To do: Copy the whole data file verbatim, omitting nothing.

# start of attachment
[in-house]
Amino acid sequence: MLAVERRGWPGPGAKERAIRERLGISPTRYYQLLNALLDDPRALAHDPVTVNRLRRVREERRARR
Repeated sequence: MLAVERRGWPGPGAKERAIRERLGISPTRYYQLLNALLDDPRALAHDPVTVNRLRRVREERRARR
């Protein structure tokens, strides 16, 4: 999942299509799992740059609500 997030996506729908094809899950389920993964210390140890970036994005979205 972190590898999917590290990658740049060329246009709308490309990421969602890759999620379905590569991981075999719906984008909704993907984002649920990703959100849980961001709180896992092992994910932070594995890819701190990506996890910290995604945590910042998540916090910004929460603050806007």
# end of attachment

[in-house]
Amino acid sequence: MLAVERRGWPGPGAKERAIRERLGISPTRYYQLLNALLDDPRALAHDPVTVNRLRRVREERRARR
Repeated sequence: MLAVERRGWPGPGAKERAIRERLGISPTRYYQLLNALLDDPRALAHDPVTVNRLRRVREERRARR
């Protein structure tokens, strides 16, 4: 999942299509799992740059609500 997030996506729908094809899950389920993964210390140890970036994005979205 972190590898999917590290990658740049060329246009709308490309990421969602890759999620379905590569991981075999719906984008909704993907984002649920990703959100849980961001709180896992092992994910932070594995890819701190990506996890910290995604945590910042998540916090910004929460603050806007």